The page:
Yaxhá is one of those barely visited sites that travelers have been whispering about for years. It was a small city, southeast of Tikal , and gets about a thousand times fewer visitors. The site is only partially excavated and restored as part of an ongoing German-Guatemalan partnership.
Yaxhá’s buildings were constructed with a lighter-colored limestone than found at other sites, giving it a unique aesthetic, especially contrasted against the dark greenery. The ruins are spread over nine plazas containing 500 mapped structures including temples, ball courts, and palaces.
Begin with the sweet vista from Structure 216, atop a wooden staircase built into the temple’s side. Other highlights include the recently restored North Acropolis, surrounded by three temples, two of which are fairly large. A path known as Calzada Blom leads almost one kilometer north from here to the Maler Group, a complex featuring twin temples facing each other across a plaza similar to the setup at Tikal.
A number of weathered stelae and the broken remains of a large circular altar further adorn the complex. Another great location affording wonderful views closer to the heart of the ruined city is the top of an unnamed astronomical observation pyramid between Plaza F and Structure 116.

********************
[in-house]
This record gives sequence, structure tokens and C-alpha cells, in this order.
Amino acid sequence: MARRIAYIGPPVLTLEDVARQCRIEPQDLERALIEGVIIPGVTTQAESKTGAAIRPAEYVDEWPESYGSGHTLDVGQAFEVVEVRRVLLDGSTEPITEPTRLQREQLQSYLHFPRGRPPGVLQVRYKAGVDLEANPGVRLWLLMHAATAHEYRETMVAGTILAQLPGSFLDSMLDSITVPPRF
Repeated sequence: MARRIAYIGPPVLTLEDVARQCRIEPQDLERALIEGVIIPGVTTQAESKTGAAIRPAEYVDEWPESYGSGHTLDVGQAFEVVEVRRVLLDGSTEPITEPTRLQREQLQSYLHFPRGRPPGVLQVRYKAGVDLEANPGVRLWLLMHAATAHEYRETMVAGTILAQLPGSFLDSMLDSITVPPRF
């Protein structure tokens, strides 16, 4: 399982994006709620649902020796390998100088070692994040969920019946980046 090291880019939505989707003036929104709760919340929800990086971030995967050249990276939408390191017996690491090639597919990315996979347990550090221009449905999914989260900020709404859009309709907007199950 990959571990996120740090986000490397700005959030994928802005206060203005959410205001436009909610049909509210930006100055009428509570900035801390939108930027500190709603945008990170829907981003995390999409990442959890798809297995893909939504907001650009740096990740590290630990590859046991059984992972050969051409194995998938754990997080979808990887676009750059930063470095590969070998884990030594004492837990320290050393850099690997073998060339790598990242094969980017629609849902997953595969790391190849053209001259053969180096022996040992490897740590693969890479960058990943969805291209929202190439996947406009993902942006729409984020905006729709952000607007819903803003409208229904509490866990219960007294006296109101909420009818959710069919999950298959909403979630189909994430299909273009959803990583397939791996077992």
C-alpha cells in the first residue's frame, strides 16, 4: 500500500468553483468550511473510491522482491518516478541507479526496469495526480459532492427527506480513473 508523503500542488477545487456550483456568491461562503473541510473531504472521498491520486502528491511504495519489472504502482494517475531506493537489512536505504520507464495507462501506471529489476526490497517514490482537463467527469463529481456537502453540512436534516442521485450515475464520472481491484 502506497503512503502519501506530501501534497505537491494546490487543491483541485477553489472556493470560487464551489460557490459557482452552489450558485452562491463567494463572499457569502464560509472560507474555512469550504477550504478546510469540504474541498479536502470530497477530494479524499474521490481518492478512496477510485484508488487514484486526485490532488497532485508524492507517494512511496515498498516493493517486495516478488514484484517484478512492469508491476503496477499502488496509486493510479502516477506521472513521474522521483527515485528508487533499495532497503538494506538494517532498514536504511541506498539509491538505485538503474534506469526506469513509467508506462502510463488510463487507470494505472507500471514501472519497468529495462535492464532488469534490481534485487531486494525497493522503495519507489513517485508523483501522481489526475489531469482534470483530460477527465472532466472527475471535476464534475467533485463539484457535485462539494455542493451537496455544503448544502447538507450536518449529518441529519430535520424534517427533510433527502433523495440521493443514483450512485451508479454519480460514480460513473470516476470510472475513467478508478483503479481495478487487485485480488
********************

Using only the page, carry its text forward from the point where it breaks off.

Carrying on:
Yaxhá is open 8 a.m.–5 p.m. daily. Entrance costs US$10. A parking lot and restrooms are on the east side of the park, as is a small museum. There are two boat docks, one below the parking lot and one at the western end of the site.
You can camp for free at Campamento Yaxhá, a designated lakeside campsite below the ruins proper. Reserva Natural Privada Yaxhá (tel. 502/2366-3411, www.yaxhanatural.org ) is a private 407-hectare nature reserve and the site of a biological field station with dorms for up to 20 people. The reserve is most easily accessible by boat from the Yaxhá archaeological site.
Yaxhá is located 31 kilometers (19 mi) east of Ixlú, off the road toward the Belize border. A well-marked turnoff leads a further 11 kilometers (7 mi) north to the Yaxhá guardpost, where you pay admission and sign in to the park. From there, it’s another three kilometers (2 mi) to the actual ruins of Yaxhá. The road is in good condition, even during the rainy season.
If traveling by bus, get off at the junction to Yaxhá and hitch a ride with an occasional passing pickup truck or fellow travelers. (There is some traffic along this route because of the presence of the small village of La Máquina, about two kilometers, or 1.2 miles from the park guard post.) Several Belize and Flores tour operators  offer day trips to Yaxhá.
For more travel information on things to see and do at Uxmal and in the surrounding area, please visit the Yaxhá section of our Moon Guatemala travel guide .